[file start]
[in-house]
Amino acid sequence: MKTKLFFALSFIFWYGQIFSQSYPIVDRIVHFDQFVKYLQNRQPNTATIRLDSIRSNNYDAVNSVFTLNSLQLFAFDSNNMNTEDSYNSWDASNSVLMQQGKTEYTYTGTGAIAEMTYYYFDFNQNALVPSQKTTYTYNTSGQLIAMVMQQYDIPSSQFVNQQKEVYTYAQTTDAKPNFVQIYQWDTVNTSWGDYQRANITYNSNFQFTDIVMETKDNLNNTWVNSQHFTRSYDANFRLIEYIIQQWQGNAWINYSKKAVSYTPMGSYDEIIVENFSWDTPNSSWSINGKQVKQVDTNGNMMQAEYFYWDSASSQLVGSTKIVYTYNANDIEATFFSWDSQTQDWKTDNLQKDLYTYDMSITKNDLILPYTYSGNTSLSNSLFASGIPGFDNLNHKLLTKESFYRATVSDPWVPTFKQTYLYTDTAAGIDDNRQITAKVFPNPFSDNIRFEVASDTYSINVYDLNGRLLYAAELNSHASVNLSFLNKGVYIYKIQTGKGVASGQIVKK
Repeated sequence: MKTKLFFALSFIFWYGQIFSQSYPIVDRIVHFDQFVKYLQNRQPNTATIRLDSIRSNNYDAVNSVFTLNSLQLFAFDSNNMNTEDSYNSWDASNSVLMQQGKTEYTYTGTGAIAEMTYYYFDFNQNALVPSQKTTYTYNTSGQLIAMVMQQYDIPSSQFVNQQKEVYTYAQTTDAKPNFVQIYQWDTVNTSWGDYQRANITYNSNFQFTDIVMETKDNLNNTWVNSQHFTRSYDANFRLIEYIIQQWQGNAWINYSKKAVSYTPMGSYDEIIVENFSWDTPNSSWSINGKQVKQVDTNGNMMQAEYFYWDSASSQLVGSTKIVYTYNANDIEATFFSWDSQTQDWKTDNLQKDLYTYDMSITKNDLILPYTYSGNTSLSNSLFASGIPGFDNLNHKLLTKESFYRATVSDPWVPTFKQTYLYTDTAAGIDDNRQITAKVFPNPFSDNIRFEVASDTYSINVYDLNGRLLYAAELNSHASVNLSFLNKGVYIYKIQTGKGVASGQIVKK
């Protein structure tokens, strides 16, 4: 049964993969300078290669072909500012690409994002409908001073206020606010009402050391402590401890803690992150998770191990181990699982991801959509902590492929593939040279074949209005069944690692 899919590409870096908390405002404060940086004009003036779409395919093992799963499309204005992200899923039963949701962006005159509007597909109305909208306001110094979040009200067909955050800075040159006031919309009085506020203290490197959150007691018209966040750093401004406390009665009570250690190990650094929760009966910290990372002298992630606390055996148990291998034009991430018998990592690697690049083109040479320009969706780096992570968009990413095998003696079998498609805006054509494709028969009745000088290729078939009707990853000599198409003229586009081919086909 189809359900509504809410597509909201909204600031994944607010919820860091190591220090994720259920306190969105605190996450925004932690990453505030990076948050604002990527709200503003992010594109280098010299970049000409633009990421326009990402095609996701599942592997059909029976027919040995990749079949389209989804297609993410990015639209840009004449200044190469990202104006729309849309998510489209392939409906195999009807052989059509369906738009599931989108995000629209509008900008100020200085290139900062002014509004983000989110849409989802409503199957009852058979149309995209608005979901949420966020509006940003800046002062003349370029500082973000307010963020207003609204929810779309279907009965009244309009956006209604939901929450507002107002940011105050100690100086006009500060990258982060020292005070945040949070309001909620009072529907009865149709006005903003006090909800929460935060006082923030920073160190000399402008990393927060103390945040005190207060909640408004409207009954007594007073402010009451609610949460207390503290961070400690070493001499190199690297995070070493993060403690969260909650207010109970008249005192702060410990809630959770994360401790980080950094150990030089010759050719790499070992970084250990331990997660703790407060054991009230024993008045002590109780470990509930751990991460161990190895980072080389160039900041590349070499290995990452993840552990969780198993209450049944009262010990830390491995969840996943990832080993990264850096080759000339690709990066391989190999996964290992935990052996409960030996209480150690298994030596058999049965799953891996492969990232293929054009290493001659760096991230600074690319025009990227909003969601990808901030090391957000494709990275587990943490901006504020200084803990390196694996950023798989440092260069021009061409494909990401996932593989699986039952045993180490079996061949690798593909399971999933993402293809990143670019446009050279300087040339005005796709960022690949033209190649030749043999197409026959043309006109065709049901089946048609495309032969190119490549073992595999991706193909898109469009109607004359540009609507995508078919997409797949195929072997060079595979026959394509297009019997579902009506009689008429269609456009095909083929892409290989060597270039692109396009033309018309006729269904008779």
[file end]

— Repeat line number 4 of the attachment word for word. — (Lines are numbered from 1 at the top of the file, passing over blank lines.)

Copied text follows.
């Protein structure tokens, strides 16, 4: 049964993969300078290669072909500012690409994002409908001073206020606010009402050391402590401890803690992150998770191990181990699982991801959509902590492929593939040279074949209005069944690692 899919590409870096908390405002404060940086004009003036779409395919093992799963499309204005992200899923039963949701962006005159509007597909109305909208306001110094979040009200067909955050800075040159006031919309009085506020203290490197959150007691018209966040750093401004406390009665009570250690190990650094929760009966910290990372002298992630606390055996148990291998034009991430018998990592690697690049083109040479320009969706780096992570968009990413095998003696079998498609805006054509494709028969009745000088290729078939009707990853000599198409003229586009081919086909 189809359900509504809410597509909201909204600031994944607010919820860091190591220090994720259920306190969105605190996450925004932690990453505030990076948050604002990527709200503003992010594109280098010299970049000409633009990421326009990402095609996701599942592997059909029976027919040995990749079949389209989804297609993410990015639209840009004449200044190469990202104006729309849309998510489209392939409906195999009807052989059509369906738009599931989108995000629209509008900008100020200085290139900062002014509004983000989110849409989802409503199957009852058979149309995209608005979901949420966020509006940003800046002062003349370029500082973000307010963020207003609204929810779309279907009965009244309009956006209604939901929450507002107002940011105050100690100086006009500060990258982060020292005070945040949070309001909620009072529907009865149709006005903003006090909800929460935060006082923030920073160190000399402008990393927060103390945040005190207060909640408004409207009954007594007073402010009451609610949460207390503290961070400690070493001499190199690297995070070493993060403690969260909650207010109970008249005192702060410990809630959770994360401790980080950094150990030089010759050719790499070992970084250990331990997660703790407060054991009230024993008045002590109780470990509930751990991460161990190895980072080389160039900041590349070499290995990452993840552990969780198993209450049944009262010990830390491995969840996943990832080993990264850096080759000339690709990066391989190999996964290992935990052996409960030996209480150690298994030596058999049965799953891996492969990232293929054009290493001659760096991230600074690319025009990227909003969601990808901030090391957000494709990275587990943490901006504020200084803990390196694996950023798989440092260069021009061409494909990401996932593989699986039952045993180490079996061949690798593909399971999933993402293809990143670019446009050279300087040339005005796709960022690949033209190649030749043999197409026959043309006109065709049901089946048609495309032969190119490549073992595999991706193909898109469009109607004359540009609507995508078919997409797949195929072997060079595979026959394509297009019997579902009506009689008429269609456009095909083929892409290989060597270039692109396009033309018309006729269904008779």